The Next Commander

Season 3 Episode 8 potentially sets the world up for the worst case scenario new Commander. Rothenberg is quick to note that Ontari isn’t the Commander yet, as she doesn’t have the flame. The process is that one initiate must kill all the others (no rules), then they ascend. The flame is put into the next Commander and he/she receives the memories and spirits of all previous Commanders. But it’s not a straight path, so we’ll see how that plays out.

Chip Happens

A.L.I.E. wants everybody, and Jaha and A.L.I.E. are on a mission to chip everyone left on Earth. They smartly went to Raven first because they knew if they could convince her, others would start lining up. What they didn’t count on was her tenacity and strength of mind, and now A.L.I.E. has to figure a way around Raven’s free will. Everyone will be tempted, says, Rothenberg, and we’ll see who succumbs.

Morley asks if the chips are flavored. Morgan claims hers was BBQ, and Morley states, “I’m a salt and vinegar type of guy.”

Singing in Cars

The first episode of Season 3 had a scene with Bellamy, Raven, Monty, and Jasper driving a Jeep and singing Violent Femmes’ “Blister in the sun,” and the cast all claim it was strange, in a good way. Rothenberg says if there was ever going to be a time to have a light moment, that was it, just some kids driving in the woods. Morley was excited about it because they had a car and didn’t have to walk, but he’s quick to point out he didn’t sing. Larkin can’t wait to sing more and claims Morley wasn’t singing because he never learned the words.

Favorite Scenes

Morley morbidly likes the scene where he was hung. He lost his voice, which was a nice touch for the scene. His doctor thought he had the flu (bird flu, specifically, as he had just gone back to Australia for Christmas), but he assured the doctor that it was because he was hanging from his neck, as people do.

Bostick liked the Jasper and Monty fighting scene. There was a lot of tension there that need to be aired. It was emotional and they got to cry and hug each after. (Real hug on stage follows).

Morgan enjoyed filming a scene where she spat in Murphy’s face. Unfortunately no one got to see it because it was cut. When she asked how much spit should be spat, Jarmon said “all of it.” Laments Morgan, “That’s probably why they cut it, it was too much.”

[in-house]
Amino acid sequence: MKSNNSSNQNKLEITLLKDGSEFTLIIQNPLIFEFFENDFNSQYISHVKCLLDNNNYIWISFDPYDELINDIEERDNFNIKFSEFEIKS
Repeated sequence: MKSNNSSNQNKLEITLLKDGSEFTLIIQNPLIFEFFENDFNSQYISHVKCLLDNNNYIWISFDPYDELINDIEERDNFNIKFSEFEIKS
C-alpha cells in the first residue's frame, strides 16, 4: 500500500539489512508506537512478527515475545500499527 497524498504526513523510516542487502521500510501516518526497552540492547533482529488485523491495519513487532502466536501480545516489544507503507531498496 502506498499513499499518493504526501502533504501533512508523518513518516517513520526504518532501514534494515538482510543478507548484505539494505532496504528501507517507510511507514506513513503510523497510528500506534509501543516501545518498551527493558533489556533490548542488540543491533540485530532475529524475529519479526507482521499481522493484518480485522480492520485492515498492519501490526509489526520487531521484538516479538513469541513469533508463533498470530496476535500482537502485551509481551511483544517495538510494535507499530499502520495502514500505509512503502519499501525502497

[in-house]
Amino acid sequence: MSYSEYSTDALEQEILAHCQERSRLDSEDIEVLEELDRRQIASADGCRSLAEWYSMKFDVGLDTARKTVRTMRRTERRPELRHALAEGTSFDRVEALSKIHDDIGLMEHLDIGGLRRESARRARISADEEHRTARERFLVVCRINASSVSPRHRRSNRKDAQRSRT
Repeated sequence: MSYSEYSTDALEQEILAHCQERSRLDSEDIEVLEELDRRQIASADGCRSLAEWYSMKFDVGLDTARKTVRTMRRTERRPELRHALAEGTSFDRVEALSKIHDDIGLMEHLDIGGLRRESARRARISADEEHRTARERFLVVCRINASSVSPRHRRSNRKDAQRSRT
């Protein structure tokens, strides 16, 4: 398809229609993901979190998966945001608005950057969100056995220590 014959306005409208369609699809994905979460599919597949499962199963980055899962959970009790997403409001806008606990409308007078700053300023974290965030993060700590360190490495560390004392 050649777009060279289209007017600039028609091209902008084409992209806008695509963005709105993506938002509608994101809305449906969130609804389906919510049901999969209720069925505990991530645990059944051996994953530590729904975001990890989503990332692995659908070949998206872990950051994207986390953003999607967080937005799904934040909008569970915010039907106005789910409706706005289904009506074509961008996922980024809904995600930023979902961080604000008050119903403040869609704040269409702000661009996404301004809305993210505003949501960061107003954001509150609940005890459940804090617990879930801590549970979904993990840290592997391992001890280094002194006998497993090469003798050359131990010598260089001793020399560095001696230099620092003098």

Taylor loved shooting the Season 1 finale outside Mount Weather when she realized Lexa had betrayed her. They had been outside shooting for hours, and the scene was immersive, real, crazy, and emotional. Clexa fans, pay attention – Taylor also loved shooting the Lexa kiss because “she’s a babe” and it was something she had never done before on screen.

The Cast Embraces Their Characters’ Flaws

When asked if they could change anything about their characters, Rothenberg pointed out that a lot of times the negative characters aspects are what audiences hate him for writing, but they are also the things the cast loves most as actors. Everyone agrees, though Taylor does have one suggestion — “Can I smile next season? Just a little bit. People don’t know what my smile looks like.”

On Their Fans

Taylor says The 100 fandom is amazing and fantastic, and they’re quick to point when they disagree with the things she says. Taylor went from 5K to 300K followers in a very short amount of time, while Rothenberg claims, “I went the other way.” Everyone agrees that it’s great to have a socially active fan base and to be able to make an impact on people.

The 100 airs Thursdays 9pm on The CW.

Read all our WonderCon coverage here.